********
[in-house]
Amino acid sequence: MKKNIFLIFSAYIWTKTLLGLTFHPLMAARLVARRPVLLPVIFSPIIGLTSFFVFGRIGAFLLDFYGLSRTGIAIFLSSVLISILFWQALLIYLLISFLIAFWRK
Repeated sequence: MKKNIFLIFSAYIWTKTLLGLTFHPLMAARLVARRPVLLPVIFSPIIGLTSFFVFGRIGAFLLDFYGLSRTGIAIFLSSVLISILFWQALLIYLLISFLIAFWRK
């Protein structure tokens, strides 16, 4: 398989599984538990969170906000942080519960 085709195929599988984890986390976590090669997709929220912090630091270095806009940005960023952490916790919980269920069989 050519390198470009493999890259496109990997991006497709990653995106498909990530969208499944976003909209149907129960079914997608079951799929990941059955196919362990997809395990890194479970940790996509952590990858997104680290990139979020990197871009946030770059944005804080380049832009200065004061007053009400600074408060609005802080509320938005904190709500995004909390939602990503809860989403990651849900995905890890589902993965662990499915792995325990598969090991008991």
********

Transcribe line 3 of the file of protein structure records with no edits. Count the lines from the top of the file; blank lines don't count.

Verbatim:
Repeated sequence: MKKNIFLIFSAYIWTKTLLGLTFHPLMAARLVARRPVLLPVIFSPIIGLTSFFVFGRIGAFLLDFYGLSRTGIAIFLSSVLISILFWQALLIYLLISFLIAFWRK